In summary, the object of my invention is to add novel improvements with respect to convenience, cost and reliability affecting assembly, distribution, installation and use while providing a combination of advantages relative to fixed mount covers of the prior art as described in the parent U.S. Pat. No. 5,102,185 and fully maintaining the benefits already provided by conventional bed covers of the prior art. Further objects and advantages will become readily apparent to those skilled in the art to which the invention pertain upon reference to the following detailed description of a preferred embodiment.
The description refers to the accompanying drawings in which like reference characters refer to like parts throughout the several views. Much of what is described in the disclosure refers to one side of a lift-roof cover. The other side may be assumed to be of like or mirror image form.
FIG. 1 is a perspective view looking forward of an improved lift-roof cover installed on a light truck load bed with the lift-roof structure (cap shell) in a raised condition.
FIG. 2 is a fragmentary sectional view from inside an installed lift-roof cover, looking toward its right side, showing a preferred forward wall attaching and adjusting means in form of linkages for attaching a lift-roof cover to a light truck load bed. The position of components with the lift-roof cover installed for use is shown in solid line and other positions are shown in broken line.
FIG. 3 is a fragmentary perspective view of a latch and strut pivot mount assembly as installed to the right side rail of a lift-roof structure in closed condition.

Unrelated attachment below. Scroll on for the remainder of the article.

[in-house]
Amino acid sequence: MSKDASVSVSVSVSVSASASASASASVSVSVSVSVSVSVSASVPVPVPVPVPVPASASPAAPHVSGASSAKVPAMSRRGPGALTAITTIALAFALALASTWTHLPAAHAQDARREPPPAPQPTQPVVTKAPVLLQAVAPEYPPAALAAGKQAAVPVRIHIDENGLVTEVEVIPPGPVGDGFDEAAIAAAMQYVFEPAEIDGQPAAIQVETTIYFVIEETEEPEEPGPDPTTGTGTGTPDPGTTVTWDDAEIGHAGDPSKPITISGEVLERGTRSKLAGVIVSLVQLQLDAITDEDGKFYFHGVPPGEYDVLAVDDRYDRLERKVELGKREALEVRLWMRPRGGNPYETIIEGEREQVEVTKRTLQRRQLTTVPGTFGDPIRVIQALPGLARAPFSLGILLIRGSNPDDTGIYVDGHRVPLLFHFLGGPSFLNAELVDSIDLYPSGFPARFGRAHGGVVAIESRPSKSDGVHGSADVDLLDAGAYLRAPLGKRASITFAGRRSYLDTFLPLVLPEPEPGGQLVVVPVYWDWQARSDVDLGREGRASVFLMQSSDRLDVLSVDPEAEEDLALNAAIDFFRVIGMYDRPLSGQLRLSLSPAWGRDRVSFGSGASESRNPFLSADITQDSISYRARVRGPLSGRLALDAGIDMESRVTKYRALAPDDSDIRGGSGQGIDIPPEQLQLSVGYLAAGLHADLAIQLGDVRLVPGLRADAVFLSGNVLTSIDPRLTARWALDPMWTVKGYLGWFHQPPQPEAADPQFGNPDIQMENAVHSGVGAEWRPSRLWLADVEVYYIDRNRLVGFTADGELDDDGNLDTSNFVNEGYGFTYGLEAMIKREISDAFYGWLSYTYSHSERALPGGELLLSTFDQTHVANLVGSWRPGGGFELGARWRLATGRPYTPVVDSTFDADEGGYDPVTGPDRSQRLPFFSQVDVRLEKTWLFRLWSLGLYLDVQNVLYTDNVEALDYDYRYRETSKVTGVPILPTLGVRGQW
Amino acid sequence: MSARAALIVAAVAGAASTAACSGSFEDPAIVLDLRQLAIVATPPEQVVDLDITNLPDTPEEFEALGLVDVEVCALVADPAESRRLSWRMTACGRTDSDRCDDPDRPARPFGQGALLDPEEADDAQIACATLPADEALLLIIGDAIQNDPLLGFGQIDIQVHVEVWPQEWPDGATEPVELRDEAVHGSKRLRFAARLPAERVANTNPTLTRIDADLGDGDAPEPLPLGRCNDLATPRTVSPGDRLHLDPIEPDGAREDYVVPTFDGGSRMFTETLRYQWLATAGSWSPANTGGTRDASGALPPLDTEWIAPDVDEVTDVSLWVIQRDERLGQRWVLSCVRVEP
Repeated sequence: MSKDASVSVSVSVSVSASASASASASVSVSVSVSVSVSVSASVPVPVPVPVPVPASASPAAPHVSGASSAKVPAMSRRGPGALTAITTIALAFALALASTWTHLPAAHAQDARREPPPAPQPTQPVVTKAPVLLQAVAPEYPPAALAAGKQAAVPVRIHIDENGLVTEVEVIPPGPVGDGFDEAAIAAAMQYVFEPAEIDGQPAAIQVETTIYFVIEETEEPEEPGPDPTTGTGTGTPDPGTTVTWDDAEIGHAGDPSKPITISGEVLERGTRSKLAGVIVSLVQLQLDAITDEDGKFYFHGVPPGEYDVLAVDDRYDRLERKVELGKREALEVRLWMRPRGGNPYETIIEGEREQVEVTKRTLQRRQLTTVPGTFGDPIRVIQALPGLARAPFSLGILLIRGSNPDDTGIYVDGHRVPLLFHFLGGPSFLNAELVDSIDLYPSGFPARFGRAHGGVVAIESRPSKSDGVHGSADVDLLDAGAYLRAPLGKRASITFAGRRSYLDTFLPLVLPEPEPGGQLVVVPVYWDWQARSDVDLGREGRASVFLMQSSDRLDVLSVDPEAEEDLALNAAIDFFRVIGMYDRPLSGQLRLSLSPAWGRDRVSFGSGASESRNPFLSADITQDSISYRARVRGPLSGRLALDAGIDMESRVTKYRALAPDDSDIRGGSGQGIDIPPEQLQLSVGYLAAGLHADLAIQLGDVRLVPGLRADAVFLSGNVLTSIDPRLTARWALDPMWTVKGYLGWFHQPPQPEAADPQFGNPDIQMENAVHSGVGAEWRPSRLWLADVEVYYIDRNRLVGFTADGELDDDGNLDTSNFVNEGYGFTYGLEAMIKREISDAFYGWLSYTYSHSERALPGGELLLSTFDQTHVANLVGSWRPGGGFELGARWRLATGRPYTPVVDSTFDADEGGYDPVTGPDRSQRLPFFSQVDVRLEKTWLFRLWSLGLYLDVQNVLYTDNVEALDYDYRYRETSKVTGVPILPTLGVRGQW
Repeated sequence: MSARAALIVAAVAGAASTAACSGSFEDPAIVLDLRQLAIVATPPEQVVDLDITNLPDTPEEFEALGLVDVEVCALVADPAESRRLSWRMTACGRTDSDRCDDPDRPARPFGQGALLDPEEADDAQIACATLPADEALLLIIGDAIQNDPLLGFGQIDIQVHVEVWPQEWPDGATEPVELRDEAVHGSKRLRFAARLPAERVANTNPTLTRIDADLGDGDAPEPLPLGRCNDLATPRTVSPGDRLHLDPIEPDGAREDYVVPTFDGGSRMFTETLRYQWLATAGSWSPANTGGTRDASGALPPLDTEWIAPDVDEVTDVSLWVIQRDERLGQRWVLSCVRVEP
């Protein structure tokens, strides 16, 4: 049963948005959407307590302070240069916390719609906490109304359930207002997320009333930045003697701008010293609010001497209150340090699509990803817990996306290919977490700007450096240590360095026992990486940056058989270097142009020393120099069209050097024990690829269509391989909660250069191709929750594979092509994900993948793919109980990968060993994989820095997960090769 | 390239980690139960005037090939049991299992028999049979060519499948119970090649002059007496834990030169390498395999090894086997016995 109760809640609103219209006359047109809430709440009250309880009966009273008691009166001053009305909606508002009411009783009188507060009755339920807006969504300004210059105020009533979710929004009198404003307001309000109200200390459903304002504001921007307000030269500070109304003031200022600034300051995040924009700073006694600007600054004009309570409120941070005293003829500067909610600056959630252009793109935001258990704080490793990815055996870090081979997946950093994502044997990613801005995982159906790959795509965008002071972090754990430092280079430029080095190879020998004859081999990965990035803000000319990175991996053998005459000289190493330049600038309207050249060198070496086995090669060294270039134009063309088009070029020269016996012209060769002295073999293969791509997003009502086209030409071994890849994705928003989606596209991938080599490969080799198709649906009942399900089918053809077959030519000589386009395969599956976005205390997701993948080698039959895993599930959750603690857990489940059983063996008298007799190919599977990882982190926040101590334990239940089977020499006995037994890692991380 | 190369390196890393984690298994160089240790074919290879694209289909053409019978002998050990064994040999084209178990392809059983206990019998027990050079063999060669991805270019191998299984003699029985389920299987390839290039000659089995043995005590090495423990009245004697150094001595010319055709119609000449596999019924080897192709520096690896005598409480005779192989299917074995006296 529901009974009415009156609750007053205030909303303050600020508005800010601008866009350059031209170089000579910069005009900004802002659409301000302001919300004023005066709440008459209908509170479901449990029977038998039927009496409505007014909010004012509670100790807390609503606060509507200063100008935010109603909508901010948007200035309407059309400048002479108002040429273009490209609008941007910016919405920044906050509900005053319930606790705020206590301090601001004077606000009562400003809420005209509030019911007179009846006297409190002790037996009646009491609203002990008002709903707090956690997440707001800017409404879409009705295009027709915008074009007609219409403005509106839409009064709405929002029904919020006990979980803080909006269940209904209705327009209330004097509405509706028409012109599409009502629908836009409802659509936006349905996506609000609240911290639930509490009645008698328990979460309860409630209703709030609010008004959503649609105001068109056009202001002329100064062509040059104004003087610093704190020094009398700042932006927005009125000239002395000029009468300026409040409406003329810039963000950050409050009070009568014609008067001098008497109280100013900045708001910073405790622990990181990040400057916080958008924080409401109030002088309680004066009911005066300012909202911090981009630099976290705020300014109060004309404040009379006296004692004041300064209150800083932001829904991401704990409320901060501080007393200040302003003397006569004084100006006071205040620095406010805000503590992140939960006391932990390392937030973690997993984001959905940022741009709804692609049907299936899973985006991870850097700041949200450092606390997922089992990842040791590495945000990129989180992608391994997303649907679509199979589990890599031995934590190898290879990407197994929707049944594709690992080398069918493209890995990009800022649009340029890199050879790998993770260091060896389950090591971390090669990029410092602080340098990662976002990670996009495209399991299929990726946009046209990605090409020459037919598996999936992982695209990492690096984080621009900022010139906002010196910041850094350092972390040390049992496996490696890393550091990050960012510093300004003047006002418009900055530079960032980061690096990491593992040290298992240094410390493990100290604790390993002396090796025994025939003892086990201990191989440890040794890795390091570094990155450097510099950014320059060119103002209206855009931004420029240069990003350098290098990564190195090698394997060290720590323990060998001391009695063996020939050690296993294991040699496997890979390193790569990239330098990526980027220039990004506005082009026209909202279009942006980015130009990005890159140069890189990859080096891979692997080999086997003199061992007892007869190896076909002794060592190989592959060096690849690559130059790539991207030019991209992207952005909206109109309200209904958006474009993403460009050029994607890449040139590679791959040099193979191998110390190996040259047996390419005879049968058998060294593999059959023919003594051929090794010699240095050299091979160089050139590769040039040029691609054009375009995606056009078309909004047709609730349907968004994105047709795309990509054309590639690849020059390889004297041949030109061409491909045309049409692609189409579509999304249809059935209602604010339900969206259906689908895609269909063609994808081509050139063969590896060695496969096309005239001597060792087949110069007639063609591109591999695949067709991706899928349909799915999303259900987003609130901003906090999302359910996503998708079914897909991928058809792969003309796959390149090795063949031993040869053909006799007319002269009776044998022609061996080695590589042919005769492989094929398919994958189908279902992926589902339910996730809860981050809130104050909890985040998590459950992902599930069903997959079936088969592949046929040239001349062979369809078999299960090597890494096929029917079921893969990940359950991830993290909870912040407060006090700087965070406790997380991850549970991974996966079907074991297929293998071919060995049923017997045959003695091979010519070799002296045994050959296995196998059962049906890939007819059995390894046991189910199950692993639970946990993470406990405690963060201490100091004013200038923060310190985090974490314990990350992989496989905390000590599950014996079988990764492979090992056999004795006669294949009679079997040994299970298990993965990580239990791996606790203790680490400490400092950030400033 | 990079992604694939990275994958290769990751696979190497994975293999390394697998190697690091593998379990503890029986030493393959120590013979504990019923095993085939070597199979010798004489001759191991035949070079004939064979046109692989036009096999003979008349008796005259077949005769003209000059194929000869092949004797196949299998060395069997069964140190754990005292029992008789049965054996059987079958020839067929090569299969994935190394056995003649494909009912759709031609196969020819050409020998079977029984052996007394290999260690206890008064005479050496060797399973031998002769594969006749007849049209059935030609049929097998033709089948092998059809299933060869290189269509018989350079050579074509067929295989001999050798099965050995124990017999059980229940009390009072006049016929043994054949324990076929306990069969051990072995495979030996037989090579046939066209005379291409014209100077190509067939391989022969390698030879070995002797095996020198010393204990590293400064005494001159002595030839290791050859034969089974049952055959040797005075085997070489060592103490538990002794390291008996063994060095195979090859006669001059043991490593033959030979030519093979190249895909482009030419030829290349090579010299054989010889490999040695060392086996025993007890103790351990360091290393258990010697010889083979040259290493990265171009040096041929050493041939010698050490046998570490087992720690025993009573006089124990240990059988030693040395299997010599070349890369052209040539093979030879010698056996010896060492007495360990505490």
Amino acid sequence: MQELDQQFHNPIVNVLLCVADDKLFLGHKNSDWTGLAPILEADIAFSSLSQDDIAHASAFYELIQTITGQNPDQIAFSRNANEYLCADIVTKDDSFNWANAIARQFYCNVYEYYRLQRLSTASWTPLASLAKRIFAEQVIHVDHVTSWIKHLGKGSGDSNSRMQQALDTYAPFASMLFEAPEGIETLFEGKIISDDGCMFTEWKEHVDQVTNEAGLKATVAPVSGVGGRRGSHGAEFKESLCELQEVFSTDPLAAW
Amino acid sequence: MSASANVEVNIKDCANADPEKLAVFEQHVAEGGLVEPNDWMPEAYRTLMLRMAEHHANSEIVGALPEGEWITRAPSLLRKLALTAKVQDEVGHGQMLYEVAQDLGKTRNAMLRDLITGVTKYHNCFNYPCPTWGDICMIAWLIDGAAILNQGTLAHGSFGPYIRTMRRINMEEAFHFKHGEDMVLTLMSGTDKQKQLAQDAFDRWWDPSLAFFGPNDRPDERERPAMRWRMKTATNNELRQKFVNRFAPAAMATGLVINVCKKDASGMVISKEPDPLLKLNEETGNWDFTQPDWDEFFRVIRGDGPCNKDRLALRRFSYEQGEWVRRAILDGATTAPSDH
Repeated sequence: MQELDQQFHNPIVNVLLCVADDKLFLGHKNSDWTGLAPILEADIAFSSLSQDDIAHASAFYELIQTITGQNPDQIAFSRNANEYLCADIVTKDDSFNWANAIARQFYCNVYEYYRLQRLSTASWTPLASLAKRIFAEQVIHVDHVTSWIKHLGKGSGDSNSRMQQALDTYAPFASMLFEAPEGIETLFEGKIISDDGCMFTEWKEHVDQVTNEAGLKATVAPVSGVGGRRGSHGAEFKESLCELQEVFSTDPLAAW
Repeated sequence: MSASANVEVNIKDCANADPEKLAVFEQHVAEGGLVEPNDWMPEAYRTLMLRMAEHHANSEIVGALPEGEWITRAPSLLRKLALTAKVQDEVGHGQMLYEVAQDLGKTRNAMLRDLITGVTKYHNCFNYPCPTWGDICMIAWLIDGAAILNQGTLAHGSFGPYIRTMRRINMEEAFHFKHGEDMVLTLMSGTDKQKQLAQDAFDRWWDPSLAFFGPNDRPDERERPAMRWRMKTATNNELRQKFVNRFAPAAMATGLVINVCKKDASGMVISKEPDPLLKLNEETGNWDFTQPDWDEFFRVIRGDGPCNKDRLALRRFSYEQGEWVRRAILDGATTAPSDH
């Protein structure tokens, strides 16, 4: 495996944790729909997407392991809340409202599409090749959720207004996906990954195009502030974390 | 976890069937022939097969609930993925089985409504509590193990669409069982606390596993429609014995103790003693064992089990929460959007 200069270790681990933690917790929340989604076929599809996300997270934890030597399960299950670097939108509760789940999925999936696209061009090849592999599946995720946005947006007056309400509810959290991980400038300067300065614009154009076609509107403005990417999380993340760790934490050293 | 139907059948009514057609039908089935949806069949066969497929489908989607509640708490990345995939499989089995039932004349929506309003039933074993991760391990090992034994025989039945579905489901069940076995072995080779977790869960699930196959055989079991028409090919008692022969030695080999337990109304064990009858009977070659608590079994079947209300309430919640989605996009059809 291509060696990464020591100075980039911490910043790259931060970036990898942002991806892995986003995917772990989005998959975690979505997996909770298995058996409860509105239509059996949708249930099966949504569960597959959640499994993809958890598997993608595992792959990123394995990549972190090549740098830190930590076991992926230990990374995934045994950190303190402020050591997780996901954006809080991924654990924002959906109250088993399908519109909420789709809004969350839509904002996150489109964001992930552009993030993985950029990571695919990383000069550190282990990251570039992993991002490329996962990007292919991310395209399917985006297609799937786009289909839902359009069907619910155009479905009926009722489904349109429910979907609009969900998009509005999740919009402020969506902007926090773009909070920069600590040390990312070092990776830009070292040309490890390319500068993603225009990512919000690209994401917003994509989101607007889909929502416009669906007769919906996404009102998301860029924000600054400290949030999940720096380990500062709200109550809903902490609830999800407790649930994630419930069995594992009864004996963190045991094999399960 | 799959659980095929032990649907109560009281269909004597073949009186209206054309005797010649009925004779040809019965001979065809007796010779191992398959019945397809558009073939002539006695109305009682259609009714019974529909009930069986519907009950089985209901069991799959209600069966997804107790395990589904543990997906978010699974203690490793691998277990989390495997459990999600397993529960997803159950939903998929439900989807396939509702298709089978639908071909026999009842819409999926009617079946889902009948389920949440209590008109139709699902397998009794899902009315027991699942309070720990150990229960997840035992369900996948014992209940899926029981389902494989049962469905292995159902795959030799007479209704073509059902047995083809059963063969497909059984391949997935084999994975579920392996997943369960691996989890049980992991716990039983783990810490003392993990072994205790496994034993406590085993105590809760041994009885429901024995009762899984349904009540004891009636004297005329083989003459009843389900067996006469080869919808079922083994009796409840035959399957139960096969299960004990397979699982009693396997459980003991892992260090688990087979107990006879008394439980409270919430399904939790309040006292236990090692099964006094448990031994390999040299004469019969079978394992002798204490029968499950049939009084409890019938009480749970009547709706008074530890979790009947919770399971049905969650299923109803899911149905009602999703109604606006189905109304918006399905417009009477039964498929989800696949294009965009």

FIG. 4 is a fragmentary sectional view looking forward along arrows 4—4 of FIG. 5, showing a lift-roof to forward wall adjustable side retention/stop means.
FIG. 5 is fragmentary sectional view downward along arrows 5—5 of FIG. 4, showing forward wall sealing means and also a lift-roof to forward wall adjustable side retention/stop means.
FIG. 6 is a fragmentary sectional view along arrows 6—6 of FIG. 5.
FIG. 7 is a fragmentary sectional view similar to FIG. 5 of an alternate side retention/stop means.
FIG. 8 is a fragmentary side elevation of an alternate forward wall attaching linkage means.
FIG. 9 is a fragmentary sectional plan view along arrows 9—9 of FIG. 8 of an alternate forward wall attaching linkage.
FIG. 10 is a fragmentary sectional view along arrows 10—10 of FIG. 9.
FIG. 11 is a sketch depicting the lift-roof cover as initially placed on a load bed with latches engaged to hold desired location.
FIG. 12 is a sketch depicting the forward attaching linkage engaged with the load bed.
FIG. 13 is a sketch depicting the lift-roof raised for attachment of lift assist strut lower pivots
FIG. 14 is a sketch depicting the lift-roof lowered to levels at and near (broken line) full closure.
FIG. 15 is a fragmentary view looking forward of a first draw latch of the prior art mounted to the left side of a lift-roof structure. The fully latched condition is shown in broken line and an initial released condition is shown in solid line.
FIG. 16 is a view looking forward of a first draw latch of the prior art as in FIG. 15, showing a desired operating condition following release.
FIG. 17 is a fragmentary view looking forward of a first improved draw latch similar to the draw latch shown in FIGS. 17 and 18 except as described for use in a lift-roof cover, mounted to the left side of a lift-roof structure.
FIG. 18 is a fragmentary view along arrows 18—18 of FIG. 17.
FIG. 19 is a fragmentary view looking forward of a second draw latch of the prior art mounted to the left side of a lift-roof structure, in a latched condition.
FIG. 20 is a fragmentary view looking forward of a second draw latch of the prior art mounted to the left side of a lift-roof structure, in a released condition.
FIG. 21 is a fragmentary view along arrows 21—21 of FIG. 20 of a second draw latch of the prior art mounted to the left side of a lift-roof structure, in a released condition.
FIG. 22 is a fragmentary sectional view along arrows 22—22 of FIG. 23 of a second improved draw latch similar to the draw latch shown in FIGS. 19, 20 and 21 except as described, for use in a lift-roof cover, mounted to the left side of a lift-roof structure.
FIG. 23 is a fragmentary view along arrows 23—23 of FIG. 22 of a second improved draw latch for use in a lift-roof cover, mounted to the left side of a lift-roof structure.